A chronicle of ancient sunlight

Stations of the Sun by Ronald Hutton Oxford University Press, pounds 19.99; Why mistletoe? Why morris dancing?

Lent is now 'the run-up to Easter'," noted Alan Bennett in his Diaries. It is not so much the times that are a-changing, but time itself. With so many people now working every day at home, the notion of a week is fast vanishing and, with it, the once-stately rhythm of the year has gone. In its place is a minimalist beat, so much so that it is now hardly disconcerting when a Christmas episode of Friends reaches us in high summer. This time-shifting has almost done for the ritual year, both pagan and Christian, sedulously chronicled in Ronald Hutton's Stations of the Sun. In parallel with his Restoration studies, he has developed a line in paganism and the ritual year, whose first fruits were The Rise and Fall of Merry England, a study of 1400-1700, some of which is now incorporated in this equally dense, 560-page study which follows the cycle of a year, its surviving customs and vanished roots. One might have thought that all this was calmly antiquarian, but such spirits have always been among the most disputatious. As the makers of Mission: Impossible have discovered, punctuation is a hot topic, and a while ago there was much debate about The Folk-Lore Society's plan to drop the hyphen (which it did - a move to make its activities more dynamic). Certainly, Hutton's work is not dry as dust but of a piece with the ever-expanding purlieux of social history.

He does not string out paragraphs upon a modicum of fact. Each is fertile with detail, so much so that the book is best read in an ad hoc fashion, sure to reveal an odd fact at every turn. Our sprig of mistletoe was once a veritable "kissing bush" (suggestion of which might now bring a slap across the cheek) and in Worcestershire, farmers afterwards fed it to the first calving cow. The lure of morris dancing must remain forever inexplicable to those with any taste but, come February 14, it could be time to revive a curious custom which killed off Valentine cards a century ago. This is the day upon which birds - whose saint is Valentine - choose their mate. If zoologically dubious, the celebration has persisted through several phases since the Middle Ages. At one time, names were pulled at random from a pair of boxes. Whether such public yokings fared any worse than those pursued by private means is debatable, but, by the 19th century, the mailing of cards boomed only to fade away in the 1890s - a demise apparently caused by the distress which came with the parallel habit of an insulting form of Valentine.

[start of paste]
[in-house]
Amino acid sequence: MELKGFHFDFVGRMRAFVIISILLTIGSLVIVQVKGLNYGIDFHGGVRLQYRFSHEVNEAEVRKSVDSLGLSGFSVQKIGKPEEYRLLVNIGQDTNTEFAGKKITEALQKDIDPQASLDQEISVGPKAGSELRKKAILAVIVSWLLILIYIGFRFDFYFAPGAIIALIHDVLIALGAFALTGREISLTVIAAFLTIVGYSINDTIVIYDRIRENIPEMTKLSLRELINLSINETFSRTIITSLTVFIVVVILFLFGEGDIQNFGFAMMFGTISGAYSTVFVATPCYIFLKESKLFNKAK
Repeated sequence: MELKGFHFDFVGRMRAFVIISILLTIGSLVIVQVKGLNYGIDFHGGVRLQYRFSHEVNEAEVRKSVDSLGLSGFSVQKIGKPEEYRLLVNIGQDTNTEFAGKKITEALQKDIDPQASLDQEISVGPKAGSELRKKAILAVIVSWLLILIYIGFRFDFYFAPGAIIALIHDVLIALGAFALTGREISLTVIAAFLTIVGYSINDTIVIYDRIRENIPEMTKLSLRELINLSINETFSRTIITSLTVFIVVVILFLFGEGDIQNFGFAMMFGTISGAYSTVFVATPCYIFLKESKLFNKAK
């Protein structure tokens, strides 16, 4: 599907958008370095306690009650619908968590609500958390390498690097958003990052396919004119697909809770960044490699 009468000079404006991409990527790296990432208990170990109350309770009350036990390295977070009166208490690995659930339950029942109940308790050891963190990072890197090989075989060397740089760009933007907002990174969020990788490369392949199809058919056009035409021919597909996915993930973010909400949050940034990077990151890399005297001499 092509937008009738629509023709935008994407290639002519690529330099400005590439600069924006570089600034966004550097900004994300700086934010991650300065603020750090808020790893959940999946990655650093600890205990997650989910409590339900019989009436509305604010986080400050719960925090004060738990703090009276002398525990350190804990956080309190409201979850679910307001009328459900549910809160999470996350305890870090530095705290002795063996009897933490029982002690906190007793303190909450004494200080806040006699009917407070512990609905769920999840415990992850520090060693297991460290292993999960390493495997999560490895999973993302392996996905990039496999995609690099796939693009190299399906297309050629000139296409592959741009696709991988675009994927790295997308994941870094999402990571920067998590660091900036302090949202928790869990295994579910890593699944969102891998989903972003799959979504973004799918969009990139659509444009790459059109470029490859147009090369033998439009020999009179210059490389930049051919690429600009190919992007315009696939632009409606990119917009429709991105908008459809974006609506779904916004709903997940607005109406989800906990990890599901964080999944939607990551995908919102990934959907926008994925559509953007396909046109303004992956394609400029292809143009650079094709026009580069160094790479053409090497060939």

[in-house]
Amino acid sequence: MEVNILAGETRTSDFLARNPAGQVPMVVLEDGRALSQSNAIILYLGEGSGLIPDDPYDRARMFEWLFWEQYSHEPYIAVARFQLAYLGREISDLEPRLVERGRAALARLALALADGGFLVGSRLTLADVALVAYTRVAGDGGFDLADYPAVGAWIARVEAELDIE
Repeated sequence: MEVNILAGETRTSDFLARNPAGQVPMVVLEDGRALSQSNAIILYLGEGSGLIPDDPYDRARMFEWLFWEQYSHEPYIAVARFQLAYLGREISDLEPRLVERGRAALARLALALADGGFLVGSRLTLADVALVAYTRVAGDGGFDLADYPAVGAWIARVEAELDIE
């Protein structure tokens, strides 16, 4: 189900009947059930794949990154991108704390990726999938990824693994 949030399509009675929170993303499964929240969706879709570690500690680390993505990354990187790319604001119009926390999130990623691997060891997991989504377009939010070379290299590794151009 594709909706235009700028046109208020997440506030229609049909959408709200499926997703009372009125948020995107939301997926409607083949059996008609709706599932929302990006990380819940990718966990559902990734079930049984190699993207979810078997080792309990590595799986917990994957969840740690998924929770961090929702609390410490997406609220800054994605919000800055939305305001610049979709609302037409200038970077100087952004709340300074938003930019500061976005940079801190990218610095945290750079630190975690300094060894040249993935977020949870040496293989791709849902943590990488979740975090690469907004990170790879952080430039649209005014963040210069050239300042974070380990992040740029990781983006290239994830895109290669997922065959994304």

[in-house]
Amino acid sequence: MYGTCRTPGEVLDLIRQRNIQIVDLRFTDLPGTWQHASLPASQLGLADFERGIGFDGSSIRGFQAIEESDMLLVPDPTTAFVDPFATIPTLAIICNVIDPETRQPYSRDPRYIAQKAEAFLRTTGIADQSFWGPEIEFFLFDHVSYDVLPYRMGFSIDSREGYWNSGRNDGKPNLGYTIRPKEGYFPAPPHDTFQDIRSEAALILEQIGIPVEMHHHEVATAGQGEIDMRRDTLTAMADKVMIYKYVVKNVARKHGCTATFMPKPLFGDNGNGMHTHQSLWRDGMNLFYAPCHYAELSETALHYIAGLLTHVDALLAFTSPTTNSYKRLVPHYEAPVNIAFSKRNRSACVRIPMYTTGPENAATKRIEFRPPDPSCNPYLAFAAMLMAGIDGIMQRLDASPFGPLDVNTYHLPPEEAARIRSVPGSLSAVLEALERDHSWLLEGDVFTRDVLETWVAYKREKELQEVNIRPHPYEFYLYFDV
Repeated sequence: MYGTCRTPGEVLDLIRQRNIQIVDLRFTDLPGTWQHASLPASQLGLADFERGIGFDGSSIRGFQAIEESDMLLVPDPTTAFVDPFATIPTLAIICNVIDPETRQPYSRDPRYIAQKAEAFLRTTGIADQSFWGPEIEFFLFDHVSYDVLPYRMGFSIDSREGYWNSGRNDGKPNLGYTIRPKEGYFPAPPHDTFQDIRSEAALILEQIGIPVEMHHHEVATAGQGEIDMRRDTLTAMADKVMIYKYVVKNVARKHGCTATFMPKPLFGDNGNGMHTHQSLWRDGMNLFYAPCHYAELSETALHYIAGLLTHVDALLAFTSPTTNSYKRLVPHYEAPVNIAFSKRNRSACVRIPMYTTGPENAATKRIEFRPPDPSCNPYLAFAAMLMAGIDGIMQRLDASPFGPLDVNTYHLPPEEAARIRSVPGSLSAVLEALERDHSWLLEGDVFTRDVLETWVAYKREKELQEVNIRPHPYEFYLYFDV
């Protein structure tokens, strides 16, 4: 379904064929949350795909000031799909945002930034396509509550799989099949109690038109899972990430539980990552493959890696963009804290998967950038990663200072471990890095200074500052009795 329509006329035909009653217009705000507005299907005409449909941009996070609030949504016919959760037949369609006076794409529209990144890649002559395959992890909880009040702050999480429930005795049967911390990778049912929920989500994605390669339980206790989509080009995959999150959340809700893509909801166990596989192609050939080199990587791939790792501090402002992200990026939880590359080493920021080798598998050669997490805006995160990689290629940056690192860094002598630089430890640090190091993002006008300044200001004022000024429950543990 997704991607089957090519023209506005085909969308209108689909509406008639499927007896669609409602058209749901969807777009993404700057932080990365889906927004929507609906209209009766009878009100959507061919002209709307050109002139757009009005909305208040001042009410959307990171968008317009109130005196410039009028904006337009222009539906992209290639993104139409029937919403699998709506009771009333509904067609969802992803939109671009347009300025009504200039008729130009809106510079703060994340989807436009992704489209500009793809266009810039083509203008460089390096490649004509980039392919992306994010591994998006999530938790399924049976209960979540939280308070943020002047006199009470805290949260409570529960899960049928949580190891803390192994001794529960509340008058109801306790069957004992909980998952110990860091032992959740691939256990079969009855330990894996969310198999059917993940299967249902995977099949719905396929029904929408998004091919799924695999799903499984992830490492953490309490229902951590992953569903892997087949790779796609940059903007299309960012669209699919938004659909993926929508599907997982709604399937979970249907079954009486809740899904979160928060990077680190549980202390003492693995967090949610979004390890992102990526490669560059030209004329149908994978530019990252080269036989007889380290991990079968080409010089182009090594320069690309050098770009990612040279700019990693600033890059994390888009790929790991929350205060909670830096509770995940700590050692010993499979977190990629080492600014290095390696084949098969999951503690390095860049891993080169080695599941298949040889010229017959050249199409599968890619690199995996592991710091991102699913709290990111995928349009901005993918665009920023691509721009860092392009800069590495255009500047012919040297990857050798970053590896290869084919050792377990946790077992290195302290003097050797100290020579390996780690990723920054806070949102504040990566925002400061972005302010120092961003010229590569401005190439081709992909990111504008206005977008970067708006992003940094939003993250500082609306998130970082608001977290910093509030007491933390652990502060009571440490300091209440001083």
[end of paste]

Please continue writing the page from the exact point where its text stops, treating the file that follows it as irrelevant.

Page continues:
They are certainly so libidinous down in Padstow that, by May Day, the town is in need of two gruesomely-masked hobby-horses which leap and dance through the streets, each accompanied by a chorus, all of this a purgative ceremony devolved "from a prehistoric ritual in which a man representing a fertility god was sacrificed for the good of his people." Typical of the controversy which folklore, or even folk-lore, has aroused is that in 1931, one schoolmarmish observer of this event, the future President of the Society, was outraged because a clown took part; when she upbraided him, saying that there had not been one in 1929, there came the swift retort that there was no single traditional costume for it.

He was probably speaking the truth, but one cannot help but feel that it is in human nature to tease such people, just as one nowadays delights in misleading their close cousins, the clipboard-brandishing pollsters. There is a fine precedent for this. Henry Newbolt once recalled of John Meade Falkner, author of Moonfleet, that "it was believed, and not by way of disparagement, that he wrote or re-wrote some of the best folk songs himself, and taught them carefully to old men and children that they might be discovered by laborious antiquaries."

Whether or not such saboteurs have inveigled their way into the brightest pages of Stations of the Sun, this elegantly produced and remarkably cheap volume will find an honoured place in the library of every self-respecting New Age caravan that is Glastonbury-bound, and, elsewhere, it will command a sale well beyond the run-up to Christmas once known as Advent.

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